Every Arts Organization Should Have This Key Goal

Image courtesy of Jobtrakr

Image courtesy of Jobtrakr

This article evaluates the work of the National Center for Arts Research, which tries to “determine what constitutes success for an arts group.” I think that’s a worthwhile effort, though of course, and I’m sure the NCAR would agree, it’s really up to the organization to determine its own goals and then try to make them happen.

I dislike the presumption, which comes out in the article, that arts organizations don’t have clear-cut goals and that businesses do. Businesses have a lot of choices for their goals, and they change depending on the circumstances. It could be growth; it could be profit; it could be developing new capabilities to ensure long-term survival; or to prove that a certain market proposition actually makes sense for customers.

In the same way, arts organizations can pick goals, too, but just because “maximum profits” can’t be one of them doesn’t mean they shouldn’t have one. It’s just the same as saying that just because an organization is a nonprofit, it doesn’t have to or shouldn’t or can’t think about money. Of course it should! It’s childish not to think about how your organization is going to use resources (of which money is a key one) to achieve its mission.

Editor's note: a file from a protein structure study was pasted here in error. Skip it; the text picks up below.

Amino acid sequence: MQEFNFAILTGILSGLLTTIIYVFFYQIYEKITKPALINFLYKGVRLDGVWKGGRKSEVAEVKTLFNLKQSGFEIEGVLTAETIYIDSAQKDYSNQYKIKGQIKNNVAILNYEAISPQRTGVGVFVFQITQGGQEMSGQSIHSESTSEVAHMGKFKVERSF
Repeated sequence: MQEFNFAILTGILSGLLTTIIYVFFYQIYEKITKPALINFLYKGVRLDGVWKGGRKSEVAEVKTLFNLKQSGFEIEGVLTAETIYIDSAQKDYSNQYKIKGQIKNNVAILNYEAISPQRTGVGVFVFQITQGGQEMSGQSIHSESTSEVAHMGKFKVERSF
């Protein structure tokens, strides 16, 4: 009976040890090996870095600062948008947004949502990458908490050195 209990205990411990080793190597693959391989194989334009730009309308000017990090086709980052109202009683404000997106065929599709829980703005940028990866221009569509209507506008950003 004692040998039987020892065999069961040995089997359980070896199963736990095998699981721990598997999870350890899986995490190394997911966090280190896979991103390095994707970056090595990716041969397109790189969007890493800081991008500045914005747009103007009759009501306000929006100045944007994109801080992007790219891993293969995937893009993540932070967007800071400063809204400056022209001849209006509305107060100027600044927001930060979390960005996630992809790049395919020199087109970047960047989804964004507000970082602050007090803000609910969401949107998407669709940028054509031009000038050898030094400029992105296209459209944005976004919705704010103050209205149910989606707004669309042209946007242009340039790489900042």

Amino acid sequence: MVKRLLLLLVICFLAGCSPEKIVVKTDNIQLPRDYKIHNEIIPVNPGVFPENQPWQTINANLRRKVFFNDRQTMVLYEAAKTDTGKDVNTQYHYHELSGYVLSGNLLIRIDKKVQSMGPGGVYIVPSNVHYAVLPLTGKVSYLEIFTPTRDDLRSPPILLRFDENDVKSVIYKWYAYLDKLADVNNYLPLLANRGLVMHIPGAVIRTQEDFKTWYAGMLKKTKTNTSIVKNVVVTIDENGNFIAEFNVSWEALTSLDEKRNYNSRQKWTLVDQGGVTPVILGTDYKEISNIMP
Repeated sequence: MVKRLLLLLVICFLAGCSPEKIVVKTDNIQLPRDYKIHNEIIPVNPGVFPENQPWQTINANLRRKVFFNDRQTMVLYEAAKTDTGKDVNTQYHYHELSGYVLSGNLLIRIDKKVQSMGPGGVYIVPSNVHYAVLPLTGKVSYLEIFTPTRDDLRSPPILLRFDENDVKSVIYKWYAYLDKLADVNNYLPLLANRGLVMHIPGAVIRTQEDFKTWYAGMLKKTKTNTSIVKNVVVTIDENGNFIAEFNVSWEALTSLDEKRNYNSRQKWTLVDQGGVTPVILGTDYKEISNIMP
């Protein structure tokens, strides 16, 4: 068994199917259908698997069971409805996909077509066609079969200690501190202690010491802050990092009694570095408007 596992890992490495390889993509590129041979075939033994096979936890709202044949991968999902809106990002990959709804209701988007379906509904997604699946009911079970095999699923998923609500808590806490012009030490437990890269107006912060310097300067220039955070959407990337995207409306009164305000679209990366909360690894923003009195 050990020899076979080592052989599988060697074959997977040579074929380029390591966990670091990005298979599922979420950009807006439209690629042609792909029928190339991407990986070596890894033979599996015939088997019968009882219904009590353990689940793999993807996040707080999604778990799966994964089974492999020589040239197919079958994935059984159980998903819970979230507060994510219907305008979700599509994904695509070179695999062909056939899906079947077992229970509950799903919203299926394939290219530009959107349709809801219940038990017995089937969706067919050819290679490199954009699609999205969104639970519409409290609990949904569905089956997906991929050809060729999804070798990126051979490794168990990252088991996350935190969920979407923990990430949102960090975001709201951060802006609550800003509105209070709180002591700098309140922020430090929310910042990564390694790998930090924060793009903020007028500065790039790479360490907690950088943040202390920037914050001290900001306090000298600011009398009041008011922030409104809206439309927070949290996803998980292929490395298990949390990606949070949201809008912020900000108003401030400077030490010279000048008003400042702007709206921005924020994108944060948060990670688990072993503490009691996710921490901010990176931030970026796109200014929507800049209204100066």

One more thought on this is that even though organizations can define success any way they like, I think it’s a big mistake for arts organizations that perform for the public to define them in a way that doesn’t involve the scale and quality of its audience.

In other words, if you’re not reaching people, it’s hard to argue, especially in the live world, that you’re really succeeding. Don’t chicken out! Commit to growing your audience as a key goal.

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